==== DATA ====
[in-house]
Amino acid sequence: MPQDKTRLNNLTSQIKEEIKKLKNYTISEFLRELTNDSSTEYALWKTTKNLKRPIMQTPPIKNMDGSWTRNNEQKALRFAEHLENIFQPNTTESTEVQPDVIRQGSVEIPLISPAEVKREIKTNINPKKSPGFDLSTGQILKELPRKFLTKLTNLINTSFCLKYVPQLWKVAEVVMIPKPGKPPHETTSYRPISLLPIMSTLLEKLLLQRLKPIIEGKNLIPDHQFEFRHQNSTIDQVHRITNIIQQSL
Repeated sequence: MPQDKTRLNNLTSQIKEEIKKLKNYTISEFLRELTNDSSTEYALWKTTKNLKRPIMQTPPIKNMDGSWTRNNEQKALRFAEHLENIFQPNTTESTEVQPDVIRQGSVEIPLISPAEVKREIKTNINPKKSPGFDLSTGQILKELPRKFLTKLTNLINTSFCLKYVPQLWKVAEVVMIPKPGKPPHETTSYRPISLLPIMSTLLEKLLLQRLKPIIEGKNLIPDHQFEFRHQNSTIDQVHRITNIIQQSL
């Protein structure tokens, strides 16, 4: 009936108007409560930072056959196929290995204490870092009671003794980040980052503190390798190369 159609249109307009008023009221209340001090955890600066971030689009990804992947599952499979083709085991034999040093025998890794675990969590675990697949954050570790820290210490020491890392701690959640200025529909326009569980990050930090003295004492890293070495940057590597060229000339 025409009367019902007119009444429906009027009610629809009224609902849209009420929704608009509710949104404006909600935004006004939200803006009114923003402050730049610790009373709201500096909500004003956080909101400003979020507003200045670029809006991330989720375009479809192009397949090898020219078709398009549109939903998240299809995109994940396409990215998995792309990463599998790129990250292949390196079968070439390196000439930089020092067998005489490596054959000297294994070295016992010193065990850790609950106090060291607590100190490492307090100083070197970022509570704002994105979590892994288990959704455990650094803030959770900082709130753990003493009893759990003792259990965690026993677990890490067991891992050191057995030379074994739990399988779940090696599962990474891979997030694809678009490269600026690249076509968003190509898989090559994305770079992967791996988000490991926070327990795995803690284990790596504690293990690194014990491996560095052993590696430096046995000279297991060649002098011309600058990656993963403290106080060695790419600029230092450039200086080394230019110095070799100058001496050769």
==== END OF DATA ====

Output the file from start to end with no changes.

[in-house]
Amino acid sequence: MPQDKTRLNNLTSQIKEEIKKLKNYTISEFLRELTNDSSTEYALWKTTKNLKRPIMQTPPIKNMDGSWTRNNEQKALRFAEHLENIFQPNTTESTEVQPDVIRQGSVEIPLISPAEVKREIKTNINPKKSPGFDLSTGQILKELPRKFLTKLTNLINTSFCLKYVPQLWKVAEVVMIPKPGKPPHETTSYRPISLLPIMSTLLEKLLLQRLKPIIEGKNLIPDHQFEFRHQNSTIDQVHRITNIIQQSL
Repeated sequence: MPQDKTRLNNLTSQIKEEIKKLKNYTISEFLRELTNDSSTEYALWKTTKNLKRPIMQTPPIKNMDGSWTRNNEQKALRFAEHLENIFQPNTTESTEVQPDVIRQGSVEIPLISPAEVKREIKTNINPKKSPGFDLSTGQILKELPRKFLTKLTNLINTSFCLKYVPQLWKVAEVVMIPKPGKPPHETTSYRPISLLPIMSTLLEKLLLQRLKPIIEGKNLIPDHQFEFRHQNSTIDQVHRITNIIQQSL
């Protein structure tokens, strides 16, 4: 009936108007409560930072056959196929290995204490870092009671003794980040980052503190390798190369 159609249109307009008023009221209340001090955890600066971030689009990804992947599952499979083709085991034999040093025998890794675990969590675990697949954050570790820290210490020491890392701690959640200025529909326009569980990050930090003295004492890293070495940057590597060229000339 025409009367019902007119009444429906009027009610629809009224609902849209009420929704608009509710949104404006909600935004006004939200803006009114923003402050730049610790009373709201500096909500004003956080909101400003979020507003200045670029809006991330989720375009479809192009397949090898020219078709398009549109939903998240299809995109994940396409990215998995792309990463599998790129990250292949390196079968070439390196000439930089020092067998005489490596054959000297294994070295016992010193065990850790609950106090060291607590100190490492307090100083070197970022509570704002994105979590892994288990959704455990650094803030959770900082709130753990003493009893759990003792259990965690026993677990890490067991891992050191057995030379074994739990399988779940090696599962990474891979997030694809678009490269600026690249076509968003190509898989090559994305770079992967791996988000490991926070327990795995803690284990790596504690293990690194014990491996560095052993590696430096046995000279297991060649002098011309600058990656993963403290106080060695790419600029230092450039200086080394230019110095070799100058001496050769």